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Posts Tagged ‘typography

“Space: the final frontier”*…

 

This is a time of much division. Families and communities are splintered by polarizing narratives. Outrage surrounds geopolitical discourse—so much so that anxiety often becomes a sort of white noise, making it increasingly difficult to trigger intense, acute anger. The effect can be desensitizing, like driving 60 miles per hour and losing hold of the reality that a minor error could result in instant death.

One thing that apparently still has the power to infuriate people, though, is how many spaces should be used after a period at the end of an English sentence.

The war is alive again of late because a study that came out this month from Skidmore College. The study is, somehow, the first to look specifically at this question. It is titled: “Are Two Spaces Better Than One? The Effect of Spacing Following Periods and Commas During Reading.”…

Find out the truth at “The Scientific Case for Two Spaces After a Period.”

* the words opening each episode of Star Trek

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As your correspondent basks in confirmation, we might recall that it was in 1770 that Germany and France moved past 30 years of animosity, celebrating their new alliance with the marriage of Archduchess Marie “let them eat cake” Antionette and Dauphin Louis-Auguste de France (soon enough to become King Louis XVI), in a lavish ceremony at Versailles, in front of more than 5000 guests.

A torrential thunderstorm pre-empted the fireworks planned for that evening; but the celebration continued through May 30th, when fireworks on Place de la Concorde killed 132 people– a grim omen of a reign that would prove tragic.

Marie Antoinette in her wedding dress, which was adorned with white diamonds

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Written by LW

May 16, 2018 at 1:01 am

“Only connect”*…

 

These days everybody knows about the ampersand. It’s one of typography’s most unique and interesting characters.

Its rise to hipster fame has catapulted the ampersand from the sketchbooks of type designers onto just about every printable surface you can imagine, the variations of which seem endless. From traditional representations all the way to hyper-stylised forms that bear little resemblance to the original mark.

The varied nature of its form allows type designers a little creative freedom, and is often seen as an opportunity to inject some extra personality into a typeface. Officially classified as punctuation by todays unicode, it was in fact, once the 27th letter in the English alphabet existing as the graphical representation of the word ‘and’…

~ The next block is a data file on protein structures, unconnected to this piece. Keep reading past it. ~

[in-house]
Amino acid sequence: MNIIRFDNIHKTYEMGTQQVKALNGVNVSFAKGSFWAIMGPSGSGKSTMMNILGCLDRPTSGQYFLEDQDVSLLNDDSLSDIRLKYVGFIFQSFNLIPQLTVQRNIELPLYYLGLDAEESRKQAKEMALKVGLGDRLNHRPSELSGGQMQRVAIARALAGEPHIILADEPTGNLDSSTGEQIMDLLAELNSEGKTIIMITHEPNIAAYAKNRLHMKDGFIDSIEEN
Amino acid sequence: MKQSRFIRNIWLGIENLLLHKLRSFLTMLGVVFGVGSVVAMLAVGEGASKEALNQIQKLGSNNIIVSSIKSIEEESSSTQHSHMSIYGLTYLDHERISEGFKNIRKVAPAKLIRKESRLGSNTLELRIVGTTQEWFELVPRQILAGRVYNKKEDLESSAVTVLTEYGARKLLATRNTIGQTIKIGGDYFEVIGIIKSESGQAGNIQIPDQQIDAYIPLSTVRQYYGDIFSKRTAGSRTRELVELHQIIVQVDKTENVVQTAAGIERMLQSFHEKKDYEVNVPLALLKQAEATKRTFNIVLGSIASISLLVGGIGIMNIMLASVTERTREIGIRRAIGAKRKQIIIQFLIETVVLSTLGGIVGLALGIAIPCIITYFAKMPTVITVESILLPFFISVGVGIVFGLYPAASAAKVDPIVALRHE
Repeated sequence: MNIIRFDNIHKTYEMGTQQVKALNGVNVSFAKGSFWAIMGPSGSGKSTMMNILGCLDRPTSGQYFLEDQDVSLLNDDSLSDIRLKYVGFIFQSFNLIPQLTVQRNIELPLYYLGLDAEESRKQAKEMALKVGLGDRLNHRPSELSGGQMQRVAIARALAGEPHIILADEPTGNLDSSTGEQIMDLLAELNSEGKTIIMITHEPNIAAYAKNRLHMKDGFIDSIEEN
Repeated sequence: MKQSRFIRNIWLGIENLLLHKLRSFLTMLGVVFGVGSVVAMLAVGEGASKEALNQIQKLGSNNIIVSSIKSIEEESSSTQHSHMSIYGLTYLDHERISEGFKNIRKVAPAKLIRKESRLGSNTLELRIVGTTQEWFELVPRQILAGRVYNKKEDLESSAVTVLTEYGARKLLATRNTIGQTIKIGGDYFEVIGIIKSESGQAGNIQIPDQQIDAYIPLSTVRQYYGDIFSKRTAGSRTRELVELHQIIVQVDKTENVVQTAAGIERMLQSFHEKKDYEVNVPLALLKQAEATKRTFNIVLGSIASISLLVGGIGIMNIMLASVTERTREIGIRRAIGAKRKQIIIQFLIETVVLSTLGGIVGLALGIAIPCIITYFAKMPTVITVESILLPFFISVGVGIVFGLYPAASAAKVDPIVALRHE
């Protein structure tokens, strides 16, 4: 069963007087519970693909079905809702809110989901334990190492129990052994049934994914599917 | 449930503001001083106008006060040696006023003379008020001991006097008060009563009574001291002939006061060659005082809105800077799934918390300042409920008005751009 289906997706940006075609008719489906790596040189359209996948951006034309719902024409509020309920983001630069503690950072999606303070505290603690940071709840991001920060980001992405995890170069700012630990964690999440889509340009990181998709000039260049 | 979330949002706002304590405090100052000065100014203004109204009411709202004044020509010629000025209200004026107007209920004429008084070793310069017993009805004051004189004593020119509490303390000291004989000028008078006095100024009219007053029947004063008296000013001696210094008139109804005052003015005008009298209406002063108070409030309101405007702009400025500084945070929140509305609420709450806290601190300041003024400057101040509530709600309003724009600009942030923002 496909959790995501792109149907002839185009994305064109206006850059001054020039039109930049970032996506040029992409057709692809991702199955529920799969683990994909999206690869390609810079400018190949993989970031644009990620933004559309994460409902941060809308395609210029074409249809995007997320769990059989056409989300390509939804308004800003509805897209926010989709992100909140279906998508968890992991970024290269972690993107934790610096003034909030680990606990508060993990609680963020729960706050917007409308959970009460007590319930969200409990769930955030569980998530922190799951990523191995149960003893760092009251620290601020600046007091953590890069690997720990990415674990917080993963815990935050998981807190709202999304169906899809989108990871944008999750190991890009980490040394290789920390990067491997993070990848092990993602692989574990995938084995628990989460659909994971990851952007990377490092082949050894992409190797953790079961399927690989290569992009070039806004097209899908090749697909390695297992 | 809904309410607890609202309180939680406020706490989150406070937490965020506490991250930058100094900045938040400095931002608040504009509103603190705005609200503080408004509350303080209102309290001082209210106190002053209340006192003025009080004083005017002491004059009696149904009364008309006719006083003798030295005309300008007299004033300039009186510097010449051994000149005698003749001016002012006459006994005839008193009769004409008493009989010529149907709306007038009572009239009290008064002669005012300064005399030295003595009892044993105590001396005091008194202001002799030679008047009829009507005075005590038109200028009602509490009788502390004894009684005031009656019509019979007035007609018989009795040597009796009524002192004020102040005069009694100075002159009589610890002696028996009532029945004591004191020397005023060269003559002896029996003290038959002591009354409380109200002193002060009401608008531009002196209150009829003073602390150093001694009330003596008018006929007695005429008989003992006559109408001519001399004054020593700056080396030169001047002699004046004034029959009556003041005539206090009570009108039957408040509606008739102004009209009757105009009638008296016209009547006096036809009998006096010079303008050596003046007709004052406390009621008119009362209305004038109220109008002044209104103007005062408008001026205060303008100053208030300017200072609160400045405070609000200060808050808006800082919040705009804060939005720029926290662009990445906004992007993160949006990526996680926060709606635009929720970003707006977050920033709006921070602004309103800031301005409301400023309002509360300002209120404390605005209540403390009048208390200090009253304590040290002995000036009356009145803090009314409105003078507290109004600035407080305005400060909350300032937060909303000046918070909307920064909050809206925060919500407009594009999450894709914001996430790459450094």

Fascinating: “The History of the Ampersand.”  For a celebration of this marvelous mark, see “And Further…

* E.M. Forster

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As we ponder plurality, we might send learned birthday greetings to Desiderius Erasmus Roterodamus, better known simply as Erasmus; he was born on this date in 1466 (though some sources place his birth two days later).  A Catholic priest, social critic, teacher, translator, and theologian, probably best remembered for his book In Praise of Folly, he was the greatest scholar of the northern Renaissance, the first editor of the New Testament (“Do unto others…”), and an important figure in patristics and classical literature.  Among fellow scholars and philosophers he was– and is– known as the “Prince of the Humanists.”

Portrait of Erasmus of Rotterdam (1523) by Hans Holbein the Younger

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Written by LW

October 26, 2017 at 1:01 am

“Punctuation, is? fun!”*…

 

The average tweet is not an especially remarkable thing. It can contain letters (and almost always does), marks of punctuation (perhaps more of an acquired taste in this context), and pictures (mostly of cats and/or the photographer themselves). But in amongst these most conventional components of modern written communication are two special symbols around which orbits the whole edifice of Twitter. Neither letters nor marks of punctuation, the @- and #-symbols scattered throughout Twitter’s half billion daily messages are integral to its workings. And yet, they have always been interlopers amongst our written words.

Both ‘@’ and ‘#’ first crept into view during the Renaissance…

Old friend Keith Houston provides “A brief history of the # and the @.”

* Daniel Keyes, Flowers for Algernon

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As we hit the shift key, we might recall that it was on this date in 1938 that Time Magazine acquired The Literary Digest— or its one remaining asset of value, its mailing list.  Founded by Isaac Kaufmann Funk in 1890, then published by his company, Funk & Wagnalls, The Literary Digest was an influential general interest publication the grew in influence (its circulation topped 1 million) with it election polling.  Starting in 1920, it conducted straw polls, all accurately predicting the outcomes of presidential elections…  until 1936, when its poll called the race a likely landslide victory for Governor Alfred Landon of Kansas.  In the event, of course, it was President Franklin D. Roosevelt who was re-elected by a landslide– a result accurately predicted by a start-up polling company, George Gallup’s American Institute of Public Opinion.

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